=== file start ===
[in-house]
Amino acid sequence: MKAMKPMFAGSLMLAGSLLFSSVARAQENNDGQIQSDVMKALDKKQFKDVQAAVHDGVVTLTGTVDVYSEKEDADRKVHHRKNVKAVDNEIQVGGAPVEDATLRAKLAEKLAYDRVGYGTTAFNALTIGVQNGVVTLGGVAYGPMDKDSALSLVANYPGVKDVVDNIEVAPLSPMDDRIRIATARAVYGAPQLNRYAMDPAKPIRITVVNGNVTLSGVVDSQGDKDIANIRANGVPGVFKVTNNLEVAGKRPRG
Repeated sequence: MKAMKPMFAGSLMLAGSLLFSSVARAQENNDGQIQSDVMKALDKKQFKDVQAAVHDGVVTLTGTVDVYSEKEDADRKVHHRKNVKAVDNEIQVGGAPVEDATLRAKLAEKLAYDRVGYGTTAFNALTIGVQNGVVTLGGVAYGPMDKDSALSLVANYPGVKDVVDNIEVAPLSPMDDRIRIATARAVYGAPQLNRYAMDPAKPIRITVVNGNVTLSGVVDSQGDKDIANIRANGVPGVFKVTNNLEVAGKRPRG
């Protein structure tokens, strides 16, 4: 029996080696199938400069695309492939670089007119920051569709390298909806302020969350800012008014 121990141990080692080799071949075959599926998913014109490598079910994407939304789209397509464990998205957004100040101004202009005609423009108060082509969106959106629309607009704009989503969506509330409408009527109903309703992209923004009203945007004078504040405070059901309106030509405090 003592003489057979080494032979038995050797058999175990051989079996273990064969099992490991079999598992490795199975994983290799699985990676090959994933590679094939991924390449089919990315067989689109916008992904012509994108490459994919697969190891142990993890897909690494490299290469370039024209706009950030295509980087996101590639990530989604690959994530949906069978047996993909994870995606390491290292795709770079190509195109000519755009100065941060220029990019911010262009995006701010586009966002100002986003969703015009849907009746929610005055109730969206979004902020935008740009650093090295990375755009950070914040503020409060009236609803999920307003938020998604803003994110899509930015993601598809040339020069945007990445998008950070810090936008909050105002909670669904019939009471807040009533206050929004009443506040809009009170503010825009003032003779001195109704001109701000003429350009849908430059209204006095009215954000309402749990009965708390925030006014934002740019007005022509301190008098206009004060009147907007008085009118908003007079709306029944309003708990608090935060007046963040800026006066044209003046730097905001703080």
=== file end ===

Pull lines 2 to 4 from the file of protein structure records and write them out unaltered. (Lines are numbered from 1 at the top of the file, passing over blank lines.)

Amino acid sequence: MKAMKPMFAGSLMLAGSLLFSSVARAQENNDGQIQSDVMKALDKKQFKDVQAAVHDGVVTLTGTVDVYSEKEDADRKVHHRKNVKAVDNEIQVGGAPVEDATLRAKLAEKLAYDRVGYGTTAFNALTIGVQNGVVTLGGVAYGPMDKDSALSLVANYPGVKDVVDNIEVAPLSPMDDRIRIATARAVYGAPQLNRYAMDPAKPIRITVVNGNVTLSGVVDSQGDKDIANIRANGVPGVFKVTNNLEVAGKRPRG
Repeated sequence: MKAMKPMFAGSLMLAGSLLFSSVARAQENNDGQIQSDVMKALDKKQFKDVQAAVHDGVVTLTGTVDVYSEKEDADRKVHHRKNVKAVDNEIQVGGAPVEDATLRAKLAEKLAYDRVGYGTTAFNALTIGVQNGVVTLGGVAYGPMDKDSALSLVANYPGVKDVVDNIEVAPLSPMDDRIRIATARAVYGAPQLNRYAMDPAKPIRITVVNGNVTLSGVVDSQGDKDIANIRANGVPGVFKVTNNLEVAGKRPRG
């Protein structure tokens, strides 16, 4: 029996080696199938400069695309492939670089007119920051569709390298909806302020969350800012008014 121990141990080692080799071949075959599926998913014109490598079910994407939304789209397509464990998205957004100040101004202009005609423009108060082509969106959106629309607009704009989503969506509330409408009527109903309703992209923004009203945007004078504040405070059901309106030509405090 003592003489057979080494032979038995050797058999175990051989079996273990064969099992490991079999598992490795199975994983290799699985990676090959994933590679094939991924390449089919990315067989689109916008992904012509994108490459994919697969190891142990993890897909690494490299290469370039024209706009950030295509980087996101590639990530989604690959994530949906069978047996993909994870995606390491290292795709770079190509195109000519755009100065941060220029990019911010262009995006701010586009966002100002986003969703015009849907009746929610005055109730969206979004902020935008740009650093090295990375755009950070914040503020409060009236609803999920307003938020998604803003994110899509930015993601598809040339020069945007990445998008950070810090936008909050105002909670669904019939009471807040009533206050929004009443506040809009009170503010825009003032003779001195109704001109701000003429350009849908430059209204006095009215954000309402749990009965708390925030006014934002740019007005022509301190008098206009004060009147907007008085009118908003007079709306029944309003708990608090935060007046963040800026006066044209003046730097905001703080």